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Trace evidence dynamics of cocaine on banknotes: A comparison study of paper and polymer banknotes

Amaral, MA; Gibson, AP; Morgan, RM; (2022) Trace evidence dynamics of cocaine on banknotes: A comparison study of paper and polymer banknotes. Science & Justice , 62 (2) pp. 221-228. 10.1016/j.scijus.2022.02.008. Green open access

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Abstract

It is well established that a large proportion of paper banknotes in circulation contain traces of cocaine. Being able to discriminate between the innocent transfer of illicit drug particles acquired through everyday interactions with surfaces such as banknotes, as opposed to transfer resulting from criminal activities can provide valuable intelligence that can inform an investigation. With many countries adopting polymer banknotes as legal tender, it is important to consider the transfer of cocaine from these surfaces as well as the retention of these particulates on polymer banknotes for evaluative interpretation in crime reconstruction. This comparison study assessed three contact variables (force, time, and rotation) on the transfer of cocaine particulates from paper and polymer banknotes onto a human skin proxy. The persistence of cocaine particulates was assessed through a realistic scenario which mimicked a cash transaction. Quantifiable amounts of cocaine were transferred onto the human skin proxy across all of the contacts assessed, with a greater transfer observed with contacts involving polymer banknotes and those contacts which involved rotation. Following extensive handling, cocaine persisted on both banknote types, with paper banknotes retaining larger amounts of cocaine than polymer banknotes. These findings show that cocaine can persist on both paper and polymer banknotes for extended periods of time following handling and is therefore available for transfer. This transfer then readily occurs, even when contact is brief and involves relatively small forces. A key distinction between the banknote types was that cocaine particulates are more likely to transfer from polymer banknotes due to the lower retention rate of particulates on this surface. Such insights can aid in evaluating the relevance of illicit drug particles identified on items or persons of interest in crime reconstruction approaches.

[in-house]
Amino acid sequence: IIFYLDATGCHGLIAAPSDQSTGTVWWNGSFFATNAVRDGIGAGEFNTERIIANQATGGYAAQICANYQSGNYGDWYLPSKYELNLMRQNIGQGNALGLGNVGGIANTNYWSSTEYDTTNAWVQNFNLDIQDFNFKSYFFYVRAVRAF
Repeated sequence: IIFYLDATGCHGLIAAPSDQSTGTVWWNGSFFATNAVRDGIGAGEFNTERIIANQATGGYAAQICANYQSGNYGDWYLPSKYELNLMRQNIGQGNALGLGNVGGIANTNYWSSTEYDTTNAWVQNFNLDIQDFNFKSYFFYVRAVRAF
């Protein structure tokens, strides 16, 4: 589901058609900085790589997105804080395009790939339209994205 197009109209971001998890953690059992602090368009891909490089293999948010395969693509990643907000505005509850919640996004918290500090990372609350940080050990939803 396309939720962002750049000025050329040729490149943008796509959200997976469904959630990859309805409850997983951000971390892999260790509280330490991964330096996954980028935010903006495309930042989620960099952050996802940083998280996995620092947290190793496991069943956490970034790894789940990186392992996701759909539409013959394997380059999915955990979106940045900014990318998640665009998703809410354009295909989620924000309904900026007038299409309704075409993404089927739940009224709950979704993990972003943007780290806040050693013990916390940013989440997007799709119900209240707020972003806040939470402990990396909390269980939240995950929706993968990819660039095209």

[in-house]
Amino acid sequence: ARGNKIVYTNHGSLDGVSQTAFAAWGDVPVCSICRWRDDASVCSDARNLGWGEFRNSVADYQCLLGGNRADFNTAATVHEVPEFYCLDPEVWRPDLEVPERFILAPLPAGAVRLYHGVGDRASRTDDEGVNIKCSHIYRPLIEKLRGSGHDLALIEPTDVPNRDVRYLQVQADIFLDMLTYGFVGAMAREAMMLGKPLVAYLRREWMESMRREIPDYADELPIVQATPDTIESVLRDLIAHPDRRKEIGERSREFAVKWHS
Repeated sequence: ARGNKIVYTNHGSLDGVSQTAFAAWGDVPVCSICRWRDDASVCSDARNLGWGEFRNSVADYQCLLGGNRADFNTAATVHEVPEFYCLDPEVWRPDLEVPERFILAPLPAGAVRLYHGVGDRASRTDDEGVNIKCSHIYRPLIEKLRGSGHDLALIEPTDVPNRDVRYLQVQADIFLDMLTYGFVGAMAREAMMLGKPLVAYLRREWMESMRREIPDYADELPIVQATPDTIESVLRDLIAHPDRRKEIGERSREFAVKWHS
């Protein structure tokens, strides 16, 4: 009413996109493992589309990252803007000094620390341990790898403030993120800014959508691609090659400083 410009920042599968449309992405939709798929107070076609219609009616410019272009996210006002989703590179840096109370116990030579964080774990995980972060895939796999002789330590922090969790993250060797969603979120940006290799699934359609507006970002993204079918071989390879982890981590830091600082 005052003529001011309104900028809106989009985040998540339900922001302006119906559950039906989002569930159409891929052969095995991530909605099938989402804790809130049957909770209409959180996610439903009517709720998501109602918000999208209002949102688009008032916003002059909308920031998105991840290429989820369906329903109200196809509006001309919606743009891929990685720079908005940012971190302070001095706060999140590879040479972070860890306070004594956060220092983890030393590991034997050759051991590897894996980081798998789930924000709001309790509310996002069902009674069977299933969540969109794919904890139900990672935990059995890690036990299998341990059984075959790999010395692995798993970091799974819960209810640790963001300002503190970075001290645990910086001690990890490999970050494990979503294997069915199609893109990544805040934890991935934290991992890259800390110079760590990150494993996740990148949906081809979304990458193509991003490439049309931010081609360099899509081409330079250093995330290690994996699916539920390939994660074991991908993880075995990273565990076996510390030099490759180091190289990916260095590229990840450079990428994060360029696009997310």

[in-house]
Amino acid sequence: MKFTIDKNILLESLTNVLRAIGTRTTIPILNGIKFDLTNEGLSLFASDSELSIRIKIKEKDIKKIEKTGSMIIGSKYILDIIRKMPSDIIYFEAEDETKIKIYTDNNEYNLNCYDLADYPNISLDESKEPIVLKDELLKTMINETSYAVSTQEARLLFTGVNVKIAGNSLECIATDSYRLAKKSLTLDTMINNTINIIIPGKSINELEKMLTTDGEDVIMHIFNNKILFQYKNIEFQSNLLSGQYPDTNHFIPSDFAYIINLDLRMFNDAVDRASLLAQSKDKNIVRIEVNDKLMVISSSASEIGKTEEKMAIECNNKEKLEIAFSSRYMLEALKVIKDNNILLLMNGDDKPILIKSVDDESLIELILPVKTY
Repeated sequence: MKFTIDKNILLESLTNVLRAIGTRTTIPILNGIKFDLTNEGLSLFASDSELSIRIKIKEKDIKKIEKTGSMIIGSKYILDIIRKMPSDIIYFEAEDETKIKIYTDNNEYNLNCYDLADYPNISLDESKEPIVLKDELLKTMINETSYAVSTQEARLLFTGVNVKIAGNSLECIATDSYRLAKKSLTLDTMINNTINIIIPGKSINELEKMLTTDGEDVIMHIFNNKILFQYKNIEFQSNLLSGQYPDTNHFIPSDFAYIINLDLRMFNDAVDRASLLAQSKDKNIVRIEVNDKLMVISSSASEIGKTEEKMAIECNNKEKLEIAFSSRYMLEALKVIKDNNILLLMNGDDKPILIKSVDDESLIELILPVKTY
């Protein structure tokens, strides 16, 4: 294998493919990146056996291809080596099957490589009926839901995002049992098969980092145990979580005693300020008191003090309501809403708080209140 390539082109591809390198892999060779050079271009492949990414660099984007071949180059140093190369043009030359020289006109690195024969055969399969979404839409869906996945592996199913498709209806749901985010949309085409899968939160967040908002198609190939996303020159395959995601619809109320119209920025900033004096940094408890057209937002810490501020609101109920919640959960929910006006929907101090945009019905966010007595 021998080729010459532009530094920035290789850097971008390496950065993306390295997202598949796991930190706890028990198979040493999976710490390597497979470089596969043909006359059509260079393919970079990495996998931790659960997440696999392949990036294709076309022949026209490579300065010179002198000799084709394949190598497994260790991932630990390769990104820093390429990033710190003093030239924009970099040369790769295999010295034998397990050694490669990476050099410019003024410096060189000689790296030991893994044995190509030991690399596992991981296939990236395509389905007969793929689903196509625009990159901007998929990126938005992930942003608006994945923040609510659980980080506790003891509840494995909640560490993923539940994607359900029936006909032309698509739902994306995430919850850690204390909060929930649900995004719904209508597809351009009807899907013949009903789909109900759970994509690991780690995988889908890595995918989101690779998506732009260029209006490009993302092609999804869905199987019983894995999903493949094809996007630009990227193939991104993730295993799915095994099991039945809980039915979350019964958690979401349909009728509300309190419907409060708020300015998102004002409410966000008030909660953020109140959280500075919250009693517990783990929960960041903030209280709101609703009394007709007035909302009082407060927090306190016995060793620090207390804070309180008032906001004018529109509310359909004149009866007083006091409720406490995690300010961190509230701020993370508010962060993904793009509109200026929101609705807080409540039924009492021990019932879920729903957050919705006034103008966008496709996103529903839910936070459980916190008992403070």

Type: Article
Title: Trace evidence dynamics of cocaine on banknotes: A comparison study of paper and polymer banknotes
Open access status: An open access version is available from UCL Discovery
DOI: 10.1016/j.scijus.2022.02.008
Publisher version: https://doi.org/10.1016/j.scijus.2022.02.008
Language: English
Additional information: This version is the author accepted manuscript. For information on re-use, please refer to the publisher’s terms and conditions.
Keywords: Forensic science; Experimental studies; Transfer; Persistence; Crime reconstruction; Instron ElectroPuls
UCL classification: UCL > Provost and Vice Provost Offices > UCL BEAMS > Faculty of Engineering Science
UCL > Provost and Vice Provost Offices > UCL BEAMS > Faculty of Engineering Science > Dept of Security and Crime Science
UCL > Provost and Vice Provost Offices > UCL BEAMS
UCL
URI: https://discovery.ucl.ac.uk/id/eprint/10145056
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